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What is wrong with this antecedent control strategy? What would be a better antecedent control strategy to use in this case?

MISAPPLICATIONS

· 1. A teacher in a special education classroom was working with a child with severe intellectual disability. The teacher was using small bites of food as reinforcers in a training program to help the child make correct letter discriminations. The teacher decided to arrange an establishing operation that would make food a more powerful reinforcer so that the child would be more likely to respond correctly in training sessions. Because training sessions were in the early afternoon, the teacher decided to keep the child from eating lunch at noon. The teacher reasoned that if the child did not eat lunch, food would be a more effective reinforcer in the afternoon. What is wrong with this antecedent control strategy? What would be a better antecedent control strategy to use in this case?

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· 2. Milt wanted to start working out more often. He decided that the best way to get into a regular workout routine would be to join a health club. He joined a club that was a 30-minute drive away. Milt reasoned that once he paid the membership fee for a year, he would be more likely to drive there and work out at least a few times a week. And because he paid the fee for the full year, he believed that he would continue to work out at the club for the whole year. What is wrong with this strategy? What could Milt do to make it more likely that he would work out regularly?

· 3. Dr. Drake, a dentist, was concerned that many of her patients did not floss their teeth regularly and were therefore at risk for gum disease. Dr. Drake devised a plan to get her patients to floss every day. Every time patients came in for a 338339checkup or cleaning, Dr. Drake showed them awful pictures of people with gum disease and pictures of painful surgery that the people with gum disease had to endure because they did not floss regularly. Before the patients left the office, she told them that they could avoid the awful gum disease and the painful surgery by flossing their teeth for 2 minutes every day. What antecedent control strategy was Dr. Drake using to get her patients to floss their teeth? Why is this strategy, by itself, not enough to keep people flossing? What other strategies would you add to make it more likely that people would keep flossing their teeth regularly?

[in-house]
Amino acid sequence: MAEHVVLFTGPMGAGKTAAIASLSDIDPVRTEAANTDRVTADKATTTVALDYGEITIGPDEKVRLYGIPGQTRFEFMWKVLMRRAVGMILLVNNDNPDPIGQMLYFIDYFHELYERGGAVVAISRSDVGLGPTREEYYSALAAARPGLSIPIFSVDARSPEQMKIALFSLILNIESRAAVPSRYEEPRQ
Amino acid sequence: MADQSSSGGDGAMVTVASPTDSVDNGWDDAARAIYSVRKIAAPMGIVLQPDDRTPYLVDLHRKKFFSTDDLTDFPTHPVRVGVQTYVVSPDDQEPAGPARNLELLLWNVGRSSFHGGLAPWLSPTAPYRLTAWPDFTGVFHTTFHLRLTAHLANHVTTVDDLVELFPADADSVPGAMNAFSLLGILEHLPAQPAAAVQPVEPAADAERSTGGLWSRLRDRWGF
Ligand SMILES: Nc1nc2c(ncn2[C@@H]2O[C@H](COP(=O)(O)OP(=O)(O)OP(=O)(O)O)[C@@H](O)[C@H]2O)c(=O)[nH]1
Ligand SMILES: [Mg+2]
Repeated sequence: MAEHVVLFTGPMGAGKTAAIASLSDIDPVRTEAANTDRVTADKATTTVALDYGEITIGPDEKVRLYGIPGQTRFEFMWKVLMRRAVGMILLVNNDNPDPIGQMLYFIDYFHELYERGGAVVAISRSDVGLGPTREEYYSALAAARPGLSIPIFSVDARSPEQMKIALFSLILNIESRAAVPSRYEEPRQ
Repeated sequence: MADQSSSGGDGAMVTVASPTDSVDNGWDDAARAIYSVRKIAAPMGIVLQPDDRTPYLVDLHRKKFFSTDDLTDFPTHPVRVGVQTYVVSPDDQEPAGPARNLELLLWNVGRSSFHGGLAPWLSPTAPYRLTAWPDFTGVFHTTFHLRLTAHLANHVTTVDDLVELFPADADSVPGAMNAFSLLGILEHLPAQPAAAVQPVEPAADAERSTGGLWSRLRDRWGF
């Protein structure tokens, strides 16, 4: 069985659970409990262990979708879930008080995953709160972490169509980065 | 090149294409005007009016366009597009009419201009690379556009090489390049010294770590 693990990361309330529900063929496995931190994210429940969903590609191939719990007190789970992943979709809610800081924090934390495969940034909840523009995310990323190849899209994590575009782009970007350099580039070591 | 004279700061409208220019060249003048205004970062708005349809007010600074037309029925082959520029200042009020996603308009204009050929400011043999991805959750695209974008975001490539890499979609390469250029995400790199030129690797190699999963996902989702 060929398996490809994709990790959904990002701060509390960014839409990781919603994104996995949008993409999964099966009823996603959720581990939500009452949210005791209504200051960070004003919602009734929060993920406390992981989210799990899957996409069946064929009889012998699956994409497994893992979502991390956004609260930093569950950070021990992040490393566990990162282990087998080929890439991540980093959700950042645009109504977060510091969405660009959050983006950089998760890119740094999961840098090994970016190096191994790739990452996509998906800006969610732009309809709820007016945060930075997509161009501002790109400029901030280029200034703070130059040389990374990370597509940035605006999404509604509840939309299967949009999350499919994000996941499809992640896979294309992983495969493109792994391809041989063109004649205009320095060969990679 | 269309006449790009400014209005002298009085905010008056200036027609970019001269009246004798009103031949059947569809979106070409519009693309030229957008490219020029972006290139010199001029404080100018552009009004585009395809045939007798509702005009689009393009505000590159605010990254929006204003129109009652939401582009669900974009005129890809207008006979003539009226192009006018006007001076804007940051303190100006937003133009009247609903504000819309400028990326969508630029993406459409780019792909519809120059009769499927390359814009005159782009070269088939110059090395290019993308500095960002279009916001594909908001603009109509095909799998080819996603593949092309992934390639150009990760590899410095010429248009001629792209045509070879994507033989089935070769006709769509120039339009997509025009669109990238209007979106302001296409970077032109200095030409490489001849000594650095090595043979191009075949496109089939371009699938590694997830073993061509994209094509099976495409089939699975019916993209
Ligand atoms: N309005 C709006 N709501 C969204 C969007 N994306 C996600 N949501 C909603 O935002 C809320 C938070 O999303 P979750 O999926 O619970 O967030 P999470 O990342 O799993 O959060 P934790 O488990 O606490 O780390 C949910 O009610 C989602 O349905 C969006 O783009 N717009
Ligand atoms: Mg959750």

· 4. Sandy, a third grade student with learning problems, attended a special class. She usually engaged in disruptive behaviors in the classroom when required to complete math problems. The teacher conducted a functional assessment and found that the request to do math problems was the primary antecedent to the disruptive behavior. The teacher decided to use an antecedent manipulation and no longer asked Sandy to do math problems. The teacher reasoned that if Sandy was no longer asked to do math problems, the disruptive behavior would be less likely to occur. What is the problem with this procedure?

· 5. Phyllis and Fred, two medical students who lived together, had to study every day. They both liked to relax by watching TV. Fred watched baseball, football, basketball, and other ball games broadcast on cable channels. Phyllis watched old movies on cable. The problem started to emerge as Phyllis spent time watching movies instead of studying. Her work was suffering, but she continued to watch the old movies and convinced herself that she would catch up with her studying later. On the other hand, Fred watched his ball games only after he had his work done. Phyllis finally realized she had a problem and decided that one way to help her watch TV less often, and therefore study more often, would be to discontinue cable. If she got rid of cable, she would be eliminating the antecedent (movies on cable) for the problem behavior, so that the problem behavior would be less likely to occur. What is the problem with the antecedent manipulation in this case?

· 6. Patrick, an adult with intellectual disability, lived in a group home and worked in a community job. A problem that Patrick exhibited in the group home was refusal to complete training activities such as grooming and household tasks. He was most likely to refuse when younger staff made requests to him. When older staff made requests, he was typically compliant. Because requests from younger staff appeared to be a reliable antecedent to the problem behavior, the supervisor decided to have only the older staff work with Patrick. What is the problem with this antecedent procedure?